Cajamarca turns out to be a pleasant surprise. Its relaxed vibes and pretty centro historico, combined with mostly dry weather with mild temperatures, make for many nice day- and nighttime walks. As always during stays in bigger cities, I eat my body weight in chocolate and try many “different” restaurants in order to break from the “pollo y arroz” diet.
Considered equatorial, but still perched at 2700m above sea level, Cajamarca was settled more than 2000 years ago and is nowadays often called the capital of the Northern Andes. Just like many of my favourite cities in South America so far, it seats in a flat basin surrounded by pretty mountains, offering many nice view points across the city. I walk to the most famous one, on top Santa Apolonia Hill, more than once to enjoy the wonderful scenery. The colonial style Spanish churches, six of them in total, are beautifully lit during the night.
Feeling rested and having taken care of the usual tasks (do my laundry, edit some photos, write a blog post and re-supply, not specifically in that order), I am ready to hit the road again. While Sarah and Rapha opt for a more northerly and busier road for the first part of the journey to Huamachuco, I choose to follow the bikepacking route via Jesus and Cachachi. While powering along the first long climb of the route, big dark rainy clouds gather over Cajamarca behind me. I keep hoping that they will head west and spare me but inevitably around 3 PM the rain catches up with me and forces me to hide in an empty shepherd’s hut for a whole hour. Once the deluge has passed, I hop on the bike again to continue the ascent to the 3980m pass in a thick fog. Luckily, just as I reach the top, the clouds dissipate, offering (as always) stunning views of the surrounding mountains.
After a quiet and fairly warm night at the top (with full 4G phone reception, thanks to three huge antennas on a nearby peak), I start the long descent towards the Río Cajamarca Valley, passing through tiny villages and many kids on their way to school. Some of them, girls mainly, seem absolutely petrified at the sight of a gringo on wheels and actually run away as I approach. The boys are more curious, asking questions and running alongside me. I re-join the main 3N road near Malcas and, after a night in Cajabamba and an uneventful day of riding, arrive in Huamachuco, where I am once again reunited with Sarah and Rapha. Wanting to save some money, we decide to look for a three-bed room and check in a dirty little hostel near the main square. Little do we know that the place is situated above or near a disco, with people screaming and fighting just below our window until the early hours of the morning. No need to say we barely slept.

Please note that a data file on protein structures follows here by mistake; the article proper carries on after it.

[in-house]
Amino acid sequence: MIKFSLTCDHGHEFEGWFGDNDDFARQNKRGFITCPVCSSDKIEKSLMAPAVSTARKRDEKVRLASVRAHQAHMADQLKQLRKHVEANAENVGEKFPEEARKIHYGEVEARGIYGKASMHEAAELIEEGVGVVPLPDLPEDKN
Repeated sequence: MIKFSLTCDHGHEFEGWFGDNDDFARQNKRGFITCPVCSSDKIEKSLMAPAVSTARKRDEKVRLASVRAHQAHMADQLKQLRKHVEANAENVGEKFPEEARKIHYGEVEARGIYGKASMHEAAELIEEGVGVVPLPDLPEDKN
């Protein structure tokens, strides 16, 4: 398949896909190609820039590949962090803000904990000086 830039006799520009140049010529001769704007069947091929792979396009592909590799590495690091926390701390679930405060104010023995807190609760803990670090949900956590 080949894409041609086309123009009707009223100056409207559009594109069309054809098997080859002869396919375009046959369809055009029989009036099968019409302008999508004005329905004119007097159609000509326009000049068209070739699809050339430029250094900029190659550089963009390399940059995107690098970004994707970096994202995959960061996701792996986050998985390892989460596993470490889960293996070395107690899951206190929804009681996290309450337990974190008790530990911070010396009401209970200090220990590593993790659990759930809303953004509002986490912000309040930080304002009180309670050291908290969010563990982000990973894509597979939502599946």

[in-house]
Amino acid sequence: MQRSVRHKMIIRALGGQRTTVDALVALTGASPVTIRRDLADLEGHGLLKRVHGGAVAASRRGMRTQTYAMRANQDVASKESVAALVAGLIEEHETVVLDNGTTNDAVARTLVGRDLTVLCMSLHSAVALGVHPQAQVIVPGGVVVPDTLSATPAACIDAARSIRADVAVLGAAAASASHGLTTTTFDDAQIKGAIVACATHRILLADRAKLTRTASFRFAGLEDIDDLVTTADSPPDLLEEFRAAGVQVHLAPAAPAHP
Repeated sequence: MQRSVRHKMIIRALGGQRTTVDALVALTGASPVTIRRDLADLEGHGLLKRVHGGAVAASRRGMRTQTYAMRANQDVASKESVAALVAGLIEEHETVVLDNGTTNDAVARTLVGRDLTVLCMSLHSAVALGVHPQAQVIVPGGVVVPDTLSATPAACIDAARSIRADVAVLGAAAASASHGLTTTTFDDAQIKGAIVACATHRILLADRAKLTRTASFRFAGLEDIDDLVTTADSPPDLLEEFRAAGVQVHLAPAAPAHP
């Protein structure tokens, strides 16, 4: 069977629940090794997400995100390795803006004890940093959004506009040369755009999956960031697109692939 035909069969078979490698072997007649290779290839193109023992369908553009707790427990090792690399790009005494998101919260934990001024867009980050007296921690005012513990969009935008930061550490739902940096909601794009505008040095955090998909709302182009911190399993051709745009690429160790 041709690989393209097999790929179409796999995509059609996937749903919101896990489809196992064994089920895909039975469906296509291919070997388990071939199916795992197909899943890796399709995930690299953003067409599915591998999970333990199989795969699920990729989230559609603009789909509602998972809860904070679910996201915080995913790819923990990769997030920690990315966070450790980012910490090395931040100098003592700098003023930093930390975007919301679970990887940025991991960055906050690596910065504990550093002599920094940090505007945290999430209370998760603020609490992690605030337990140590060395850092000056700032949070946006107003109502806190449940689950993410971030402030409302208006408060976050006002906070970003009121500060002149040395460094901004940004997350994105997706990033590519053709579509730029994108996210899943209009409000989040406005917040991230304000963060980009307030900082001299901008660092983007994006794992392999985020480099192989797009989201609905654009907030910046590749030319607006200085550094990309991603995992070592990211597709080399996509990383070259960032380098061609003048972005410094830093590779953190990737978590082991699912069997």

The three of us leave together the next morning, turning off the main road onto the 115 towards the Huangacocha and Larga lakes. Being a bit lighter and having bigger tires than my two Belgian companions means I am significantly faster. But I take regular breaks to takes photos or soak in the scenery and wait for them to catch up. Some time later, having detoured quickly to Laguna Huangacocha and re-joined the main dirt-road, I wait and wait for Sarah and Rapha to arrive. After more than one hour of waiting, I conclude that something must have happened, which means they have either had to stop or turn around, so I decide to carry on on my own. I am to find out later that Sarah had forgotten an important piece of kit back at the disco-hotel and had decided to hitch a ride back to Huamachuco to pick it up. In the afternoon I get caught in yet another rain-storm, just as I am leaving the beautiful Lagunas Largas. After powering through the rain for more than one hour, I finally give in and hide in a tiny coal mine. The rain stops long enough that evening for me to clear the first pass of the road and set up camp near the top of the second. The next day offers some more stunning views of this wild part of the Andes, especially in the warm morning light. Leaving another 4000+ pass behind me, I join road 118 for a long, very steep at first and very rocky (at which point I am so grateful for my three-inch tires) downhill all the way to the tiny village of Mollepampa, where I have a basic lunch and buy some snacks. The route continues down, passing through Mollepata, where one can get a first glimpse of the impressive switchbacks leading back up the flank of the mountain on the other side of the Tablachaca Valley. I reach the bottom of the valley around 3PM, having dropped a mighty 2000m in the process and knowing that I have to climb 1000m straight back up along those switchbacks to get to the hill-perched village of Pallasca. I reach it just before dusk, exhausted but proud, check in the only open hotel I can find, and treat myself to a delicious pizza. A pizzeria in such a tiny village, I hear you ask? Well, as it turns out, the priest of the village’s parish is from Italy and taught some of the local folk how to prepare some of his native cuisine.